The music got a little brighter, the sky a little richer, the lawn a little sweeter, the laughter a little more mine.
The bar at a Hawkwind gig always sets the tone. At the tender ages of 45 and 46 we are, apart from a couple of Carnaby Street dandies, the youngest in the place by quite some way. And with our sensible hair and middle-aged man-from-M&S attire we are the straightest too. Queuing at the bar we’re surrounded by a sea of dreadlocks and pony tails, leather and denim, pierced noses eyebrows and lips, sequinned dresses and platform biker boots, male pattern baldness and blue rinses; all on people at least a decade older than us.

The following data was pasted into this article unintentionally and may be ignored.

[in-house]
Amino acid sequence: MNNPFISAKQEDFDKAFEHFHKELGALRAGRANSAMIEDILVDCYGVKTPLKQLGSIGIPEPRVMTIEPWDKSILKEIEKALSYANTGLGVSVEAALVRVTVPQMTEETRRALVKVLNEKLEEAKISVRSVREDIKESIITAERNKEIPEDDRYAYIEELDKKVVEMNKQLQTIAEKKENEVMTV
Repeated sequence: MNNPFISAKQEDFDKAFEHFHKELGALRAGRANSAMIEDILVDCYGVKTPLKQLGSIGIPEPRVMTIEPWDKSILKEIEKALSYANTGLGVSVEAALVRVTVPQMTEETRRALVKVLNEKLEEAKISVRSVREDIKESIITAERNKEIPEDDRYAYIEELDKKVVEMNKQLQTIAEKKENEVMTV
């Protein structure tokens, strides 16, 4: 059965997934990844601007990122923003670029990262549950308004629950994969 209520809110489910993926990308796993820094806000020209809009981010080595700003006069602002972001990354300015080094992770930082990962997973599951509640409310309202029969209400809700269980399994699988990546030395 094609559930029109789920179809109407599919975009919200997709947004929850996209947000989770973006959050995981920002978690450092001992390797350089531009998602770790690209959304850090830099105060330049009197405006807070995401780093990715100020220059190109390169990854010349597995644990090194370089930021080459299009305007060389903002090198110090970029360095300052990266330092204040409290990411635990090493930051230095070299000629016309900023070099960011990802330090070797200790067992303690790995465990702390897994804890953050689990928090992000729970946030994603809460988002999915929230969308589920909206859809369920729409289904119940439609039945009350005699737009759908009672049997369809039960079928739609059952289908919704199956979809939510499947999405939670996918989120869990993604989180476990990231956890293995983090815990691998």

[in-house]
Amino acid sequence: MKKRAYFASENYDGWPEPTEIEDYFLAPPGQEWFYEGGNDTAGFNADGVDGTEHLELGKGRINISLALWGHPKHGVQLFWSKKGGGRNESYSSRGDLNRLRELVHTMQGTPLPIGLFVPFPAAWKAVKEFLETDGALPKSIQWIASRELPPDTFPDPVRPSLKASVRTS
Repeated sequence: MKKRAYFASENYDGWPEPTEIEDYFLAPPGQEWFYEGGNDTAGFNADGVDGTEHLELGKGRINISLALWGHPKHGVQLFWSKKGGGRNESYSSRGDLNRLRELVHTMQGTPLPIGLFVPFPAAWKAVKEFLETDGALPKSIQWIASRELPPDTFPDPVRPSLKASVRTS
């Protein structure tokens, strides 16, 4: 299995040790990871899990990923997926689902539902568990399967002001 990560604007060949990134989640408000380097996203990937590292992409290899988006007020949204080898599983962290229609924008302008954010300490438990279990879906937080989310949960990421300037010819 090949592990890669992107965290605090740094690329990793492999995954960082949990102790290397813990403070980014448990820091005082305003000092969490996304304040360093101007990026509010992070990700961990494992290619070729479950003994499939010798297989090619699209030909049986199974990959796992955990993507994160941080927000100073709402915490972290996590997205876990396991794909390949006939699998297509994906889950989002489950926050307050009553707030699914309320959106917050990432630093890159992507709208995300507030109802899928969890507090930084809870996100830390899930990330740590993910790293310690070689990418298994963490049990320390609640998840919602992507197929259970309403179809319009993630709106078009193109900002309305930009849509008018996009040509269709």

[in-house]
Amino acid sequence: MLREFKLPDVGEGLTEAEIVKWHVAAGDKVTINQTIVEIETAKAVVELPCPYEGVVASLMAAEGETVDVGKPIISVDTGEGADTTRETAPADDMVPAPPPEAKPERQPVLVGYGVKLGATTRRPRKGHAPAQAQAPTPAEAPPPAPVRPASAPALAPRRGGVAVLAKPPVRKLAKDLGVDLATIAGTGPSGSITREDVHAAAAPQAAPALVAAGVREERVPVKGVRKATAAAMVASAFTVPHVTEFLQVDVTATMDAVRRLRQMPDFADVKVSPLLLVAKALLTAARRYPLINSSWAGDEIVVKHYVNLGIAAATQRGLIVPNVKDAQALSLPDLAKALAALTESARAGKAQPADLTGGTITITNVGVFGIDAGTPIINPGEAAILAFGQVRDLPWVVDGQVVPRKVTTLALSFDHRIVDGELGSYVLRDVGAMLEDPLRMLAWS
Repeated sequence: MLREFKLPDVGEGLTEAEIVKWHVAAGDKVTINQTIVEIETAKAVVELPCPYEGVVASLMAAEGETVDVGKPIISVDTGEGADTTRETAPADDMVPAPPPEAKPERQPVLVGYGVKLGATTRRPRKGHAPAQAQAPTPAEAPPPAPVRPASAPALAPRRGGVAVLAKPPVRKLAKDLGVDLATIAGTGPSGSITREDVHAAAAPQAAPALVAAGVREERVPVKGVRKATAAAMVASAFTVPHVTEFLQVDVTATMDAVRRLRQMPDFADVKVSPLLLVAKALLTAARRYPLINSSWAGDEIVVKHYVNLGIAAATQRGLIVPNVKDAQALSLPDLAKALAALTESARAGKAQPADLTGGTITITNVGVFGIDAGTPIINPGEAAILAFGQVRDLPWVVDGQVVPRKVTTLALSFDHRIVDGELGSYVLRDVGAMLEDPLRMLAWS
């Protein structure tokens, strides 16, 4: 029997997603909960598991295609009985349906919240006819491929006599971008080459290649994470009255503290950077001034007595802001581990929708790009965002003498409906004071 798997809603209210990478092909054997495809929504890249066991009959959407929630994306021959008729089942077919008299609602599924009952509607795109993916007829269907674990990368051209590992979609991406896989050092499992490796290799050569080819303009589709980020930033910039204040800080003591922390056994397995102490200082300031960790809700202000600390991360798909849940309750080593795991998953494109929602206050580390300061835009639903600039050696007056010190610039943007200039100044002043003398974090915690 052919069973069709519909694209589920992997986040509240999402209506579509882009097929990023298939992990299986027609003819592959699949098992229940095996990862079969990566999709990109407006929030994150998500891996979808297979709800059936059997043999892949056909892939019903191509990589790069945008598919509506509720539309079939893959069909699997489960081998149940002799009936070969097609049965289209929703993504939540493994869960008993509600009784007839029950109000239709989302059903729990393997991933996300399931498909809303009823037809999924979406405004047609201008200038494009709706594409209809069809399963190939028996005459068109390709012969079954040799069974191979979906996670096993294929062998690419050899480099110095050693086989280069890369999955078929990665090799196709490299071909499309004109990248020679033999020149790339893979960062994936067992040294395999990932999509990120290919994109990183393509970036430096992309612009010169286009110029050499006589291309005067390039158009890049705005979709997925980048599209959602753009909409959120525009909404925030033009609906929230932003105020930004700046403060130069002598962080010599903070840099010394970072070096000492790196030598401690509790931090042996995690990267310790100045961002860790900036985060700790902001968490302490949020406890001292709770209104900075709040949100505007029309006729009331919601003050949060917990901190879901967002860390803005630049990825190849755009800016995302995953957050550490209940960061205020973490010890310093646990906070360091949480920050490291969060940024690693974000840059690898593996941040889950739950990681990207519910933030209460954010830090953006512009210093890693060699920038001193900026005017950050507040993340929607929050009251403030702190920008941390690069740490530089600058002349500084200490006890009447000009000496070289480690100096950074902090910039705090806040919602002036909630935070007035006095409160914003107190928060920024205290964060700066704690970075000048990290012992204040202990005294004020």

Butterflies on shoulders, daisies on hips; every woman here sported the kind of tattoo that wouldn’t punish her in her fifties. The men weren’t much different; a bit of sleeve work here and there, proudly on show in the summer sun, but nothing that couldn’t be hidden by a clean white shirt on Monday morning.
The smell of skunk mingled with wood smoke, sea salt and sun block.